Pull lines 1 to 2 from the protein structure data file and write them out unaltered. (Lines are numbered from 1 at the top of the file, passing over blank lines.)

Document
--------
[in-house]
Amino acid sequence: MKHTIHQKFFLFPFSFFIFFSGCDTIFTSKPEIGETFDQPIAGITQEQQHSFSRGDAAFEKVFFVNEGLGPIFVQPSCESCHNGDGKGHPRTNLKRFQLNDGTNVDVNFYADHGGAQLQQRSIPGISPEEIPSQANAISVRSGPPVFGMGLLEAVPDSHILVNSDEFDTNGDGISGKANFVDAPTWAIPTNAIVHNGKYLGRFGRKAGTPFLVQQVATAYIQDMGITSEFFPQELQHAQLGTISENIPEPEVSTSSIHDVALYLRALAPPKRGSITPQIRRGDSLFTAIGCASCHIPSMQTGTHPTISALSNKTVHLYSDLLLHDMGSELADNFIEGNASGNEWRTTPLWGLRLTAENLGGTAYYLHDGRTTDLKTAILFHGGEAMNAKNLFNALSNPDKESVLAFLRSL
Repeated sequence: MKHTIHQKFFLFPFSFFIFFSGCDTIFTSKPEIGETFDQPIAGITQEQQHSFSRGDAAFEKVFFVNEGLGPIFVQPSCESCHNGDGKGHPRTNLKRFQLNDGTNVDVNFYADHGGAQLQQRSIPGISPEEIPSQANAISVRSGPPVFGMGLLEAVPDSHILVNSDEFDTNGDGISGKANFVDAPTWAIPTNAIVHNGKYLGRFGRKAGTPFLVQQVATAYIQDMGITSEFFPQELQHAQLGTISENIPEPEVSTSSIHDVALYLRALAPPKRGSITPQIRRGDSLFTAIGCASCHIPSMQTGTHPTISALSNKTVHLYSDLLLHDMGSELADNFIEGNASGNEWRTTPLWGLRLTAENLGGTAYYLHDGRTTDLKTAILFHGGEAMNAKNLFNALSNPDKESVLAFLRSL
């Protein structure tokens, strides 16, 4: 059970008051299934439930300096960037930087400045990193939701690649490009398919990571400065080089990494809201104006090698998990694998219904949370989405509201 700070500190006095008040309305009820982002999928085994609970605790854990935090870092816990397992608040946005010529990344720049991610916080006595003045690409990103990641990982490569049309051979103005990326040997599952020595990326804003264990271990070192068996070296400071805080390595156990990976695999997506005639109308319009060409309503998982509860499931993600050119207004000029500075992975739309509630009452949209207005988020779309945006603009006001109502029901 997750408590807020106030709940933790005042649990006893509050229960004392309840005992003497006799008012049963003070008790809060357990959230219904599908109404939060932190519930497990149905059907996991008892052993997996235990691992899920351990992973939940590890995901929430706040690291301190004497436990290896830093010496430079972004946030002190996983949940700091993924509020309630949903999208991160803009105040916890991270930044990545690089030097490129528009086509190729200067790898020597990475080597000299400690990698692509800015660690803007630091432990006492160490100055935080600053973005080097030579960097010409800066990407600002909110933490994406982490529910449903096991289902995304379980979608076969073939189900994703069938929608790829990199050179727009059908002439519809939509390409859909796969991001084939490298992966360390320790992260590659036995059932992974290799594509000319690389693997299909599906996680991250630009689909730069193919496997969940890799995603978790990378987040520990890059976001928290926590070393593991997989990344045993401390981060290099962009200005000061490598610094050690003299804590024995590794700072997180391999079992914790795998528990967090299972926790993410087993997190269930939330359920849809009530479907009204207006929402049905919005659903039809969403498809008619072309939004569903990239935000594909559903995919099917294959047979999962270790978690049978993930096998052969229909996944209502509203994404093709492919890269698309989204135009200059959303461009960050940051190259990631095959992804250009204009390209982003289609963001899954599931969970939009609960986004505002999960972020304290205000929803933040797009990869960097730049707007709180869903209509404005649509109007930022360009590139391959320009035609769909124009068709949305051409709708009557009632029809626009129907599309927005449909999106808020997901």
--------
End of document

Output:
[in-house]
Amino acid sequence: MKHTIHQKFFLFPFSFFIFFSGCDTIFTSKPEIGETFDQPIAGITQEQQHSFSRGDAAFEKVFFVNEGLGPIFVQPSCESCHNGDGKGHPRTNLKRFQLNDGTNVDVNFYADHGGAQLQQRSIPGISPEEIPSQANAISVRSGPPVFGMGLLEAVPDSHILVNSDEFDTNGDGISGKANFVDAPTWAIPTNAIVHNGKYLGRFGRKAGTPFLVQQVATAYIQDMGITSEFFPQELQHAQLGTISENIPEPEVSTSSIHDVALYLRALAPPKRGSITPQIRRGDSLFTAIGCASCHIPSMQTGTHPTISALSNKTVHLYSDLLLHDMGSELADNFIEGNASGNEWRTTPLWGLRLTAENLGGTAYYLHDGRTTDLKTAILFHGGEAMNAKNLFNALSNPDKESVLAFLRSL